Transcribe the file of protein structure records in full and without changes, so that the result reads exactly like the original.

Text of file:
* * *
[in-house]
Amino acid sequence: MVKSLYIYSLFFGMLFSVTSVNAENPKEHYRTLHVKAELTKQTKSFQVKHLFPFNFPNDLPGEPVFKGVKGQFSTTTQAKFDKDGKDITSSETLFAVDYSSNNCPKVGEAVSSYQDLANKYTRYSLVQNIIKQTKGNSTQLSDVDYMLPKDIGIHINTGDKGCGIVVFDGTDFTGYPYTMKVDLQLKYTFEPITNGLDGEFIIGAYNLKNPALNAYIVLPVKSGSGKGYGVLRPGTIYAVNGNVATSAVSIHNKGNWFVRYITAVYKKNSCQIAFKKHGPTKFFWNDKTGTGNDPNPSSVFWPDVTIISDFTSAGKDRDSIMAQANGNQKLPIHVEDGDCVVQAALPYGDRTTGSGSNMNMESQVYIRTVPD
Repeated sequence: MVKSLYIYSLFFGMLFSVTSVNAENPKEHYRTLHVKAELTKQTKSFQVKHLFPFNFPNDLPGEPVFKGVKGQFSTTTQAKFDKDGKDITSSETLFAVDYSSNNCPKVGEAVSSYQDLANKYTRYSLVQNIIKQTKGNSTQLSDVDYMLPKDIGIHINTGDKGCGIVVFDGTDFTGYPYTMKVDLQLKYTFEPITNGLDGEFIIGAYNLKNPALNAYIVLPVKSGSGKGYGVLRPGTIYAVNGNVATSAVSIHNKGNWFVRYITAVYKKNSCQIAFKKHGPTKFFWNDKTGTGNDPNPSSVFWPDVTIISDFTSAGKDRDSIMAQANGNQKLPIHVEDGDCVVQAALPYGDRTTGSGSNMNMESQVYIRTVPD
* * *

[in-house]
Amino acid sequence: MVKSLYIYSLFFGMLFSVTSVNAENPKEHYRTLHVKAELTKQTKSFQVKHLFPFNFPNDLPGEPVFKGVKGQFSTTTQAKFDKDGKDITSSETLFAVDYSSNNCPKVGEAVSSYQDLANKYTRYSLVQNIIKQTKGNSTQLSDVDYMLPKDIGIHINTGDKGCGIVVFDGTDFTGYPYTMKVDLQLKYTFEPITNGLDGEFIIGAYNLKNPALNAYIVLPVKSGSGKGYGVLRPGTIYAVNGNVATSAVSIHNKGNWFVRYITAVYKKNSCQIAFKKHGPTKFFWNDKTGTGNDPNPSSVFWPDVTIISDFTSAGKDRDSIMAQANGNQKLPIHVEDGDCVVQAALPYGDRTTGSGSNMNMESQVYIRTVPD
Repeated sequence: MVKSLYIYSLFFGMLFSVTSVNAENPKEHYRTLHVKAELTKQTKSFQVKHLFPFNFPNDLPGEPVFKGVKGQFSTTTQAKFDKDGKDITSSETLFAVDYSSNNCPKVGEAVSSYQDLANKYTRYSLVQNIIKQTKGNSTQLSDVDYMLPKDIGIHINTGDKGCGIVVFDGTDFTGYPYTMKVDLQLKYTFEPITNGLDGEFIIGAYNLKNPALNAYIVLPVKSGSGKGYGVLRPGTIYAVNGNVATSAVSIHNKGNWFVRYITAVYKKNSCQIAFKKHGPTKFFWNDKTGTGNDPNPSSVFWPDVTIISDFTSAGKDRDSIMAQANGNQKLPIHVEDGDCVVQAALPYGDRTTGSGSNMNMESQVYIRTVPD